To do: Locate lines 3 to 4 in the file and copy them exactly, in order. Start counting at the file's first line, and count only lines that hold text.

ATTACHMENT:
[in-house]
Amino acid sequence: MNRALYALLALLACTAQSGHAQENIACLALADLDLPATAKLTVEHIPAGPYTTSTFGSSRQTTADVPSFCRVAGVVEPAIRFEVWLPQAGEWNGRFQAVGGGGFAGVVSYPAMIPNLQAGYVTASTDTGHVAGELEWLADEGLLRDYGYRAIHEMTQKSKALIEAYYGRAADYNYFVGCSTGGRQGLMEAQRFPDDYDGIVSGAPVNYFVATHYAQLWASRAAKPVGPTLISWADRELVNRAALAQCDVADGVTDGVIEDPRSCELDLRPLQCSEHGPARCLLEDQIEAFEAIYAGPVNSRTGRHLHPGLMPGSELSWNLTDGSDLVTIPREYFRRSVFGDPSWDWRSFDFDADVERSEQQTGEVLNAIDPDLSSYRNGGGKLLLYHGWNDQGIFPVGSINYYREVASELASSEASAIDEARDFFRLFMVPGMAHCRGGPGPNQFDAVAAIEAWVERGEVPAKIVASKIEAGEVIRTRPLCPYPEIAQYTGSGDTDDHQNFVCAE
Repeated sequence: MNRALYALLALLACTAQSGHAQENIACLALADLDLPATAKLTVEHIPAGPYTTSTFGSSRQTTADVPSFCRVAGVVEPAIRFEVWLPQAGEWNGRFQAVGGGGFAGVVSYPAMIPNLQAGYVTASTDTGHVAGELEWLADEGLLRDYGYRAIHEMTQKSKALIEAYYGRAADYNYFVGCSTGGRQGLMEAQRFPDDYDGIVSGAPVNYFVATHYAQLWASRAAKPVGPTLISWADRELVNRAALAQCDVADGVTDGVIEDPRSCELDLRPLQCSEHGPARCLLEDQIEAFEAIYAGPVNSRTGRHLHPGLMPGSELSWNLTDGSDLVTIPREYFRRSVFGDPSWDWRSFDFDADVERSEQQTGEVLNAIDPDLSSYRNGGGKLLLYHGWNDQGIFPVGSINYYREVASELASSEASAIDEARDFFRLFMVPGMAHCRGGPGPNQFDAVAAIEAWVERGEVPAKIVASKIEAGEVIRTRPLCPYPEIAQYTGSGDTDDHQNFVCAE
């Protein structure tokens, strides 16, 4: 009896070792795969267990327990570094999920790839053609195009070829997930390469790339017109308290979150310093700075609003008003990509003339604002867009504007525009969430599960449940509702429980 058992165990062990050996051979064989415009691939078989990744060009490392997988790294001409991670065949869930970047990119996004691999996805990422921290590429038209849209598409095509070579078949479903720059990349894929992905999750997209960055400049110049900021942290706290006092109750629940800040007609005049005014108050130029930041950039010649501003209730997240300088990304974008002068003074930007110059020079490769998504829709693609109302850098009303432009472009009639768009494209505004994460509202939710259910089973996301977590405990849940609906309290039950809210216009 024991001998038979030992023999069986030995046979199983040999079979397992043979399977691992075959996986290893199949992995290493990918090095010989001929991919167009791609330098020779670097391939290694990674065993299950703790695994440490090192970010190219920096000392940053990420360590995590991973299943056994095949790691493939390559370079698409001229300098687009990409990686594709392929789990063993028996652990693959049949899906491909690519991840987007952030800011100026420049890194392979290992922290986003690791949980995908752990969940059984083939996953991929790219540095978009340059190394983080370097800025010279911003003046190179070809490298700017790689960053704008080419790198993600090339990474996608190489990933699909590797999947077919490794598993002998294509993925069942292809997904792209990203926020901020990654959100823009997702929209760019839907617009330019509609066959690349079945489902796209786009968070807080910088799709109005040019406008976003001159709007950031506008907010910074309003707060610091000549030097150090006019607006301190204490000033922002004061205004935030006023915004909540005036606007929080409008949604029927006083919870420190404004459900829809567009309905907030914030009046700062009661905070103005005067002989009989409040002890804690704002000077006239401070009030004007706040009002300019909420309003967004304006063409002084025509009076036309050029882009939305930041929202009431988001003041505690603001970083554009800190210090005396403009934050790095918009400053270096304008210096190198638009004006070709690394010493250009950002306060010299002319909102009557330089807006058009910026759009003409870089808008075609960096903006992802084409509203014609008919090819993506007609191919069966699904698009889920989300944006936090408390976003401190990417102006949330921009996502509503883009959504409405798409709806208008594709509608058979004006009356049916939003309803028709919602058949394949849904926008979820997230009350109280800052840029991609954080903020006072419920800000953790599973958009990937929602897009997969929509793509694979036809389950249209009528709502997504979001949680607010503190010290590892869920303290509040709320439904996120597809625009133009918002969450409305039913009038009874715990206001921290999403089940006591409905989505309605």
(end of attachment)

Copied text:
Repeated sequence: MNRALYALLALLACTAQSGHAQENIACLALADLDLPATAKLTVEHIPAGPYTTSTFGSSRQTTADVPSFCRVAGVVEPAIRFEVWLPQAGEWNGRFQAVGGGGFAGVVSYPAMIPNLQAGYVTASTDTGHVAGELEWLADEGLLRDYGYRAIHEMTQKSKALIEAYYGRAADYNYFVGCSTGGRQGLMEAQRFPDDYDGIVSGAPVNYFVATHYAQLWASRAAKPVGPTLISWADRELVNRAALAQCDVADGVTDGVIEDPRSCELDLRPLQCSEHGPARCLLEDQIEAFEAIYAGPVNSRTGRHLHPGLMPGSELSWNLTDGSDLVTIPREYFRRSVFGDPSWDWRSFDFDADVERSEQQTGEVLNAIDPDLSSYRNGGGKLLLYHGWNDQGIFPVGSINYYREVASELASSEASAIDEARDFFRLFMVPGMAHCRGGPGPNQFDAVAAIEAWVERGEVPAKIVASKIEAGEVIRTRPLCPYPEIAQYTGSGDTDDHQNFVCAE
């Protein structure tokens, strides 16, 4: 009896070792795969267990327990570094999920790839053609195009070829997930390469790339017109308290979150310093700075609003008003990509003339604002867009504007525009969430599960449940509702429980 058992165990062990050996051979064989415009691939078989990744060009490392997988790294001409991670065949869930970047990119996004691999996805990422921290590429038209849209598409095509070579078949479903720059990349894929992905999750997209960055400049110049900021942290706290006092109750629940800040007609005049005014108050130029930041950039010649501003209730997240300088990304974008002068003074930007110059020079490769998504829709693609109302850098009303432009472009009639768009494209505004994460509202939710259910089973996301977590405990849940609906309290039950809210216009 024991001998038979030992023999069986030995046979199983040999079979397992043979399977691992075959996986290893199949992995290493990918090095010989001929991919167009791609330098020779670097391939290694990674065993299950703790695994440490090192970010190219920096000392940053990420360590995590991973299943056994095949790691493939390559370079698409001229300098687009990409990686594709392929789990063993028996652990693959049949899906491909690519991840987007952030800011100026420049890194392979290992922290986003690791949980995908752990969940059984083939996953991929790219540095978009340059190394983080370097800025010279911003003046190179070809490298700017790689960053704008080419790198993600090339990474996608190489990933699909590797999947077919490794598993002998294509993925069942292809997904792209990203926020901020990654959100823009997702929209760019839907617009330019509609066959690349079945489902796209786009968070807080910088799709109005040019406008976003001159709007950031506008907010910074309003707060610091000549030097150090006019607006301190204490000033922002004061205004935030006023915004909540005036606007929080409008949604029927006083919870420190404004459900829809567009309905907030914030009046700062009661905070103005005067002989009989409040002890804690704002000077006239401070009030004007706040009002300019909420309003967004304006063409002084025509009076036309050029882009939305930041929202009431988001003041505690603001970083554009800190210090005396403009934050790095918009400053270096304008210096190198638009004006070709690394010493250009950002306060010299002319909102009557330089807006058009910026759009003409870089808008075609960096903006992802084409509203014609008919090819993506007609191919069966699904698009889920989300944006936090408390976003401190990417102006949330921009996502509503883009959504409405798409709806208008594709509608058979004006009356049916939003309803028709919602058949394949849904926008979820997230009350109280800052840029991609954080903020006072419920800000953790599973958009990937929602897009997969929509793509694979036809389950249209009528709502997504979001949680607010503190010290590892869920303290509040709320439904996120597809625009133009918002969450409305039913009038009874715990206001921290999403089940006591409905989505309605």